Barely ten years in the business, the revived Louis Moinet brand faced an incredible challenge after the surprise discovery just two years ago that the famous watchmaker after whom the brand is named had actually invented the first chronograph in 1815, predating Adolphe Nicole’s patent of 1862 by nearly a half a century. Not only had Moinet produced the stopwatch far ahead of its time, he had also created one that operated at a frequency that even today is unimaginable. The device was called a “compteur de tierce”, since a “tierce” in the French of the time meant one sixtieth of a second. To measure this, the world’s first chronograph operated at 216,000 vibrations per hour, or a frequency of 10 Hz.
But back to the challenge: The horological world, and Louis Moinet, celebrate the bi-centenary of the invention this year and in just two years the brand had to come up with something that would celebrate its tenth anniversary and do justice to its newly discovered watchmaking heritage. The result is the Memoris, the world’s first “chronograph-watch”. Put simply, it turns the usual chronograph movement configuration on its head: the chronograph functions are housed on top of the movement mainplate and the timekeeping elements effectively become a “complication” hidden beneath them.
The chronograph deconstructed
The fact that Louis Moinet has given pride of place to the chronograph mechanism means that its workings are laid bare and can be admired in all their detail, without any elements of the timekeeping functions obstructing them. At the heart of the chronograph is a column wheel, which is the most essential of the 147 components of the chronograph mechanism (which in turn account for almost half of the 302 components in the watch). The column wheel is the central processor of the mechanism, translating the movement from each press on the monopusher into a rotation that either blocks or releases the components interacting with it (minute hammer, brake and clutch).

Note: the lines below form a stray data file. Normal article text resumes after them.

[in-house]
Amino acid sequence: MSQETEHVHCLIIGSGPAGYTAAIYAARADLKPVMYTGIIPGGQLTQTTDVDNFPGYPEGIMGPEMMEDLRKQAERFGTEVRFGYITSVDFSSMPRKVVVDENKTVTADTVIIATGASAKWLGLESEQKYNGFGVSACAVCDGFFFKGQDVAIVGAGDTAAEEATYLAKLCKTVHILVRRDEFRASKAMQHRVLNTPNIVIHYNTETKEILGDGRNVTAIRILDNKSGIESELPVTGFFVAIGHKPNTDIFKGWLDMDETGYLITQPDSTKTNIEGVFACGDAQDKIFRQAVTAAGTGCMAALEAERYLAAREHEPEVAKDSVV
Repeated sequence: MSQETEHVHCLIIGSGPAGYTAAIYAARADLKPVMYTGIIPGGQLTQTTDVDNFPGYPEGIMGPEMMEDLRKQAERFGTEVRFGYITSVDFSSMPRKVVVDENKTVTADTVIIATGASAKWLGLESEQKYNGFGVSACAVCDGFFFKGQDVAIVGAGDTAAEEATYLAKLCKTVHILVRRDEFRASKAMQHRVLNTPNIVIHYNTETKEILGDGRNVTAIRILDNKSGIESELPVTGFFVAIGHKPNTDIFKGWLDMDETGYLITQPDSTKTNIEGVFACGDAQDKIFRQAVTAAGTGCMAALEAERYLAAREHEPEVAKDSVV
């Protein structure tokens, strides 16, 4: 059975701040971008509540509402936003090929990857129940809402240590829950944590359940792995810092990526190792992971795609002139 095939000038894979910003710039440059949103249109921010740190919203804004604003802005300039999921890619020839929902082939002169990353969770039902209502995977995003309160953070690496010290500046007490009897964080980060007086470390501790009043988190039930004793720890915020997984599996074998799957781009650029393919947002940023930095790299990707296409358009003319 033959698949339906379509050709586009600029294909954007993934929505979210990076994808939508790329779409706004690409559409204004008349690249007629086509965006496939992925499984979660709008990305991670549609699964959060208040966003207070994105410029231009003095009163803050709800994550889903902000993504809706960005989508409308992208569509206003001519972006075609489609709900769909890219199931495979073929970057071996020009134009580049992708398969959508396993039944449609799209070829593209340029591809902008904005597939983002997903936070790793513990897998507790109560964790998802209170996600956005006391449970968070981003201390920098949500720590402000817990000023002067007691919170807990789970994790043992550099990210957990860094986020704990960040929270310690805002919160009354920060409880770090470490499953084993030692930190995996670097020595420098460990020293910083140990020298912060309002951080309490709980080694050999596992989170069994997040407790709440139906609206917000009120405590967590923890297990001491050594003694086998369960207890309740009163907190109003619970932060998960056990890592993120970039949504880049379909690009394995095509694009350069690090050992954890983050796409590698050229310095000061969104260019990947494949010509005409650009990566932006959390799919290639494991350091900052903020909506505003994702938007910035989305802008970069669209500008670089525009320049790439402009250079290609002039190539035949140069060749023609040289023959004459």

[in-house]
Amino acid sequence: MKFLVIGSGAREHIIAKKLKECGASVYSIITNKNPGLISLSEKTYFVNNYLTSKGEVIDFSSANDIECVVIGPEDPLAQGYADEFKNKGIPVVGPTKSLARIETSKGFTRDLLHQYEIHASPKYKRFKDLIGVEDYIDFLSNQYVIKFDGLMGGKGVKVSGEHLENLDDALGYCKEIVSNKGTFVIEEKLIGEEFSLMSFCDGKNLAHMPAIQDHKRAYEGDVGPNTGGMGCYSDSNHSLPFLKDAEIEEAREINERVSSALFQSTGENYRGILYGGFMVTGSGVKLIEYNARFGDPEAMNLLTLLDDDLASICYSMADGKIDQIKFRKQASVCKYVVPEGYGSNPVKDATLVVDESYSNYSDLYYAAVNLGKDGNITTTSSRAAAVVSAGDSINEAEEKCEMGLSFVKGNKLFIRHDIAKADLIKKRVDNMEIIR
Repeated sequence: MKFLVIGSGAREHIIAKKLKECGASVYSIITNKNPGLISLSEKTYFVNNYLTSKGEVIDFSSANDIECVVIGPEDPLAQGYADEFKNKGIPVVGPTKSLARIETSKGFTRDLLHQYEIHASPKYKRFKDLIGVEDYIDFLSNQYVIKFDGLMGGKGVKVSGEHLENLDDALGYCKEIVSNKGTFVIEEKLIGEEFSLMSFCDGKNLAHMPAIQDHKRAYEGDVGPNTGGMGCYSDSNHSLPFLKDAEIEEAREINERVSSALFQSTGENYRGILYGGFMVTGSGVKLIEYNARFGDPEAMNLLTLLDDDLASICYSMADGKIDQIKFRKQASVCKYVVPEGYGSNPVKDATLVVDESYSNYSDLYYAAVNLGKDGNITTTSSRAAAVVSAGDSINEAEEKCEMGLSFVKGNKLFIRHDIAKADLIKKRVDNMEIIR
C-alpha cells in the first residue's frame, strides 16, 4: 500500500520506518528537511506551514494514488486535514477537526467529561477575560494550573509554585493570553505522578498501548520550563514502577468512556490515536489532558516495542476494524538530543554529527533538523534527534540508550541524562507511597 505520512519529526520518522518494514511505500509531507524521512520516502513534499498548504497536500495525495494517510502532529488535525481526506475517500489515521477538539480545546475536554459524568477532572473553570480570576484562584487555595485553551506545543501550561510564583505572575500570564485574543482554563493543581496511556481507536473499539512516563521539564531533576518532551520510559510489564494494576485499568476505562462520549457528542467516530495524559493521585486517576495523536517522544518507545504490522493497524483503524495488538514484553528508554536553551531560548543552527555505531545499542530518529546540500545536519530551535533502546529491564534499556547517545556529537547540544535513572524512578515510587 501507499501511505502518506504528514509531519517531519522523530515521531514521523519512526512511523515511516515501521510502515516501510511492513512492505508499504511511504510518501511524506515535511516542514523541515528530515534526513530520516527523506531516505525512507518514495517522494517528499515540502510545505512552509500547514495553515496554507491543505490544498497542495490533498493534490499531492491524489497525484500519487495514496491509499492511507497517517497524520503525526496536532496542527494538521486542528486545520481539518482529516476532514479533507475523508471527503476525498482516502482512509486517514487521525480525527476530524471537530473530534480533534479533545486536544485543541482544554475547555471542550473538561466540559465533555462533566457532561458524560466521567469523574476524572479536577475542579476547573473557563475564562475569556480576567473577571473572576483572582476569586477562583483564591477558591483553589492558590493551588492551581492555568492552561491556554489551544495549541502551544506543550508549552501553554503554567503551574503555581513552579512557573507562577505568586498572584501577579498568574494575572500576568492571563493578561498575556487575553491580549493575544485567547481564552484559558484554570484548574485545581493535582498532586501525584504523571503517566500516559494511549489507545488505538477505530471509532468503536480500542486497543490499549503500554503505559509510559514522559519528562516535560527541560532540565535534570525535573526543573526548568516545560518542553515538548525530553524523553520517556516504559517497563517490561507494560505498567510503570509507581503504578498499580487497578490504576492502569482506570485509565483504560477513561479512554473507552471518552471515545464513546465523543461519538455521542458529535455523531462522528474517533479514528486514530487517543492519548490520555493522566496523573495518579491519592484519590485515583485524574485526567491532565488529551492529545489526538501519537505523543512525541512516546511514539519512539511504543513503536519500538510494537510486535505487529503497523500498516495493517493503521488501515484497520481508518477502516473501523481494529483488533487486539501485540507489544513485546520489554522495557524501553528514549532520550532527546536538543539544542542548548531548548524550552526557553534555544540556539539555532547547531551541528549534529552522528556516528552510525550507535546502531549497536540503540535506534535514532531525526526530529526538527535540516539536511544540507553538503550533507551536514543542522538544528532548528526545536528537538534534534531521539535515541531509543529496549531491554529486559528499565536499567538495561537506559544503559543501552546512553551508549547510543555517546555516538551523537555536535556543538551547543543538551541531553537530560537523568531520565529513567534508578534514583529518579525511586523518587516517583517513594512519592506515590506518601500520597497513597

Just as the column wheel is traditionally the sign of a superior chronograph, Louis Moinet believes that tradition also dictates that all three functions (stop, start and reset) should be activated by a single pushbutton, which is found at 2 o’clock on the case. Not wishing to push things to the extremes of the compteur des tierce and the headache that would cause for the power reserve, Louis Moinet has coupled its unique chronograph to a 4 Hz movement in its LM54 calibre, which offers 48 hours of power reserve and offers its own signature feature.
Louis Moinet has devised its own automatic pawl winding system to get the most out of each swing of the oscillating mass. “Energie Plus” (watch the video) consists of an excentric plate with two click levers in a “crab-claw” design and captures the movements of the oscillating mass in both directions to transmit 30% more energy to the barrel spring than a conventional self-winding system. Furthermore ultra-lightweight miniature ceramic ball bearings, each with a diameter of just 0.397mm, allow the bi-metallic oscillating mass to swing more freely and thus further improve the energy transmission.
To house all 302 components of this movement, Louis Moinet redeveloped practically every element of what is known in French as the “habillage”, in other words everything that “clothes” the movement. As such the case, hands, dial, oscillating weight and even the foldover clasp are new. The gold case alone consists of 52 individual components and includes a screw-on transparent case back, screwed-in black zircon settings on all four lugs and a patent pending crown protector.
Only 180 of the memorable Memoris chronograph-watches will be made, 60 in 18-carat red gold, 60 in 18-carat white gold with a rhodium-plated mainplate and 60 in 18-carat white gold with a blued mainplate.